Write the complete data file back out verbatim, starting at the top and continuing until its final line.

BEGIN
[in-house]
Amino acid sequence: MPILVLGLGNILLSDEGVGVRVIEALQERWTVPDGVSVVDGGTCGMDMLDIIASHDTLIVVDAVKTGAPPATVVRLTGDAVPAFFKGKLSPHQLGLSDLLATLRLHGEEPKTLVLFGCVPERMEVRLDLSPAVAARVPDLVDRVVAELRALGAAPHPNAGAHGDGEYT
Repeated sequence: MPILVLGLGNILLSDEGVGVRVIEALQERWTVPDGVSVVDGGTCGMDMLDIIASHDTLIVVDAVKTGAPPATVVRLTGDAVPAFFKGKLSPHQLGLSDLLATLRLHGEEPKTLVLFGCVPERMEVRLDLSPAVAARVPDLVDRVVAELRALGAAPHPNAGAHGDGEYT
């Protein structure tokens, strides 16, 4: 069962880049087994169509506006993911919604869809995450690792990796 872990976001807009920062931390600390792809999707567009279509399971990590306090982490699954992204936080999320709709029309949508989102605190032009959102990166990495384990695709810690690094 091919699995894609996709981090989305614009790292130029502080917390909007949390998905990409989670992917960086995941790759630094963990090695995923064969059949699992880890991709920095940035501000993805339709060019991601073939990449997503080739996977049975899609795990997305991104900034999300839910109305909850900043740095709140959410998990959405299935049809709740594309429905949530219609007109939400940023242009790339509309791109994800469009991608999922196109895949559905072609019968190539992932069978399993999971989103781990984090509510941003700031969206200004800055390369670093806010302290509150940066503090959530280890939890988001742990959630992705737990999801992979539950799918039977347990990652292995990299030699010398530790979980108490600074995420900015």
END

[in-house]
Amino acid sequence: MPILVLGLGNILLSDEGVGVRVIEALQERWTVPDGVSVVDGGTCGMDMLDIIASHDTLIVVDAVKTGAPPATVVRLTGDAVPAFFKGKLSPHQLGLSDLLATLRLHGEEPKTLVLFGCVPERMEVRLDLSPAVAARVPDLVDRVVAELRALGAAPHPNAGAHGDGEYT
Repeated sequence: MPILVLGLGNILLSDEGVGVRVIEALQERWTVPDGVSVVDGGTCGMDMLDIIASHDTLIVVDAVKTGAPPATVVRLTGDAVPAFFKGKLSPHQLGLSDLLATLRLHGEEPKTLVLFGCVPERMEVRLDLSPAVAARVPDLVDRVVAELRALGAAPHPNAGAHGDGEYT
């Protein structure tokens, strides 16, 4: 069962880049087994169509506006993911919604869809995450690792990796 872990976001807009920062931390600390792809999707567009279509399971990590306090982490699954992204936080999320709709029309949508989102605190032009959102990166990495384990695709810690690094 091919699995894609996709981090989305614009790292130029502080917390909007949390998905990409989670992917960086995941790759630094963990090695995923064969059949699992880890991709920095940035501000993805339709060019991601073939990449997503080739996977049975899609795990997305991104900034999300839910109305909850900043740095709140959410998990959405299935049809709740594309429905949530219609007109939400940023242009790339509309791109994800469009991608999922196109895949559905072609019968190539992932069978399993999971989103781990984090509510941003700031969206200004800055390369670093806010302290509150940066503090959530280890939890988001742990959630992705737990999801992979539950799918039977347990990652292995990299030699010398530790979980108490600074995420900015």